There is an old saying that good lawyers run away from risk, while good businessmen run towards risk. Entrepreneurs see “no risk” as meaning “no reward.” In reality, all risks are not the same. Many risks can be managed or calculated to improve growth or provide a competitive edge, while others, like skipping quality checks to save money, are recipes for failure.
The challenge is to avoid the bad risks, while actively seeking and managing the smart risks. There are no guarantees in business, but it pays to learn from the experiences of entrepreneurs and business experts who have gone before you. As a long-time mentor to entrepreneurs, here is my collection of smart risks that investors and I look for in new startups:
- Focus on a tough customer problem rather than a fun technology. Investors hate technology solutions looking for a problem, due to the high risk of no customers. If the customer need is obvious and large, the calculated risk is in the quality of your solution, your team, and marketing. These are risks that can be mitigated with the right resources.
- Schedule frequent updates to your solution to maintain growth. Assuming that you can quickly recover after competitors kill your cash cow is not a smart risk. You need a plan to regularly obsolete your own offerings, with continuous innovation, before customers send you negative messages. It’s hard to recover from a tarnished image.
- Plan to deliver a family of products, rather than a one-trick pony. Even a great initial product, with no follow-on, won’t keep you ahead of competitors very long. A smarter risk is to build a plan, with associated greater resources, that will put you in position to expand your product line and keep one step ahead of competitors.
- Implement a modern real business model. Providing everything free, and growing users to the max for years, like Twitter and Facebook, is a high risk approach requiring deep pockets. Risk is more manageable with subscriptions and even freemium pricing. Even non-profits need revenue to cover their costs, and continue to provide services.
- Find a strategic partner to accelerate growth. Everyone wants to forge ahead all alone, and kill every competitor in sight. Almost always, risks are more predictable when you use coopetition for access to new customers, economies of scale, and shared resources. Finding win-win deals is a manageable risk, versus a battle with one winner.
- Use metrics to measure results of marketing initiatives. Too many entrepreneurs put all their resources in one big make-or-break effort they can’t measure, or they count on word-of-mouth and viral marketing, which are totally unpredictable. I like marketing plans that come from both inside and outside the box, but have milestones and measurements.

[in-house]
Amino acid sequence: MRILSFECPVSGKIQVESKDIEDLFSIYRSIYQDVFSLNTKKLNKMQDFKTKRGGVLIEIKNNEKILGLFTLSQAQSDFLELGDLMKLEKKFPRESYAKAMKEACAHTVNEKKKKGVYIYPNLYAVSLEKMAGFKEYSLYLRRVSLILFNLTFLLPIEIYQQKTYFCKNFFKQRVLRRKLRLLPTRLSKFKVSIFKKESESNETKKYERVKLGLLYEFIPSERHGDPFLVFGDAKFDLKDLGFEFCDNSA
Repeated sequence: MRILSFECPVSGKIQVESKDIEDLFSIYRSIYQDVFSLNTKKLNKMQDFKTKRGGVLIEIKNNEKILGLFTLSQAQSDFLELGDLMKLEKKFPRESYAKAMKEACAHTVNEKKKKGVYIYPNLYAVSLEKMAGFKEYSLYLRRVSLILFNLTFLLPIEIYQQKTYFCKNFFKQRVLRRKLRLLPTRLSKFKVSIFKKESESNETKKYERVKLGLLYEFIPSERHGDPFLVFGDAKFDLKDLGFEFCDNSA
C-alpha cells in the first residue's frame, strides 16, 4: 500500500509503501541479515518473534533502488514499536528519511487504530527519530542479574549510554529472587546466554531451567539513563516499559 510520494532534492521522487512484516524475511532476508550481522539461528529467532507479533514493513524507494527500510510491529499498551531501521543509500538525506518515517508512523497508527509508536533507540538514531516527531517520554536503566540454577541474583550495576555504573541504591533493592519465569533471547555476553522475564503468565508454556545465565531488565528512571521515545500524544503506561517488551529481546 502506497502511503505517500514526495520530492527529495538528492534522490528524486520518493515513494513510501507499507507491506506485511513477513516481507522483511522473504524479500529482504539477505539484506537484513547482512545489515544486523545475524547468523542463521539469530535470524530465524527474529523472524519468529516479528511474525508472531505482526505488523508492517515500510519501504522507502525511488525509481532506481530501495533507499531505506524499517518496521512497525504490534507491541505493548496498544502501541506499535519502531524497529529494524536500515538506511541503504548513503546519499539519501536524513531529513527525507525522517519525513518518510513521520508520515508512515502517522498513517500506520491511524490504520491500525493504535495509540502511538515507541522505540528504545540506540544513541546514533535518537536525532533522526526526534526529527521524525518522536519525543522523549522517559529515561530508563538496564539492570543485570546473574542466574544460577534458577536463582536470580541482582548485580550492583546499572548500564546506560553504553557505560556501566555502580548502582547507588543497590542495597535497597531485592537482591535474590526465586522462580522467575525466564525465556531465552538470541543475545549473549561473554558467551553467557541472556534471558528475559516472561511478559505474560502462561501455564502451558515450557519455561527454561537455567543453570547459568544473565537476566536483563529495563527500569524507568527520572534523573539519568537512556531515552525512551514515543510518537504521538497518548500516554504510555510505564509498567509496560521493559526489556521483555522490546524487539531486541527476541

- Recruit the best team members and provide incentives. Trying to save money by recruiting family members, or hiring only interns, is a bad risk. Great team members may take more time to find, and cost you stock options, but a qualified and highly motivated team that stretches your budget is a good calculated risk.
- Build your business with minimum outside funding. More money is not more likely to solve your problems or reduce your risk. Investors know that startups with too much money fail just as often as those with not enough. Strategically, you need a plan to survive through organic growth, with outside funding to effectively accelerate scaling.
- Don’t rely on conservative forecasts to reduce risk. Investors don’t fund conservative forecasts, nor wildly optimistic ones, since both imply a lack of commitment or homework. Opportunity and revenue projections based on deep market and customer analysis are a smarter risk. Measurements and business intelligence along the way also mitigate risk.
- Be a leader rather than following in the footsteps of another. Many entrepreneurs think they can reduce and predict risk by emulating previous winners like Google and Twitter. But stepping into a crowded space to steal customers is more risky than attracting new customers looking for a solution. Customers like leaders, not followers.
The risks you want to take are the ones that you planned for in your resources, set up metrics to measure, and manage on an ongoing basis. All the rest are bad risks, including problems you didn’t anticipate, competitors you didn’t know about, and customer expectations that you can’t meet.
An age-old measure of startup health is how much time top executives spend on containing bad risks, versus proactively exploring new risk opportunities. If the majority of your time is in recovery mode, your whole startup is likely a bad risk.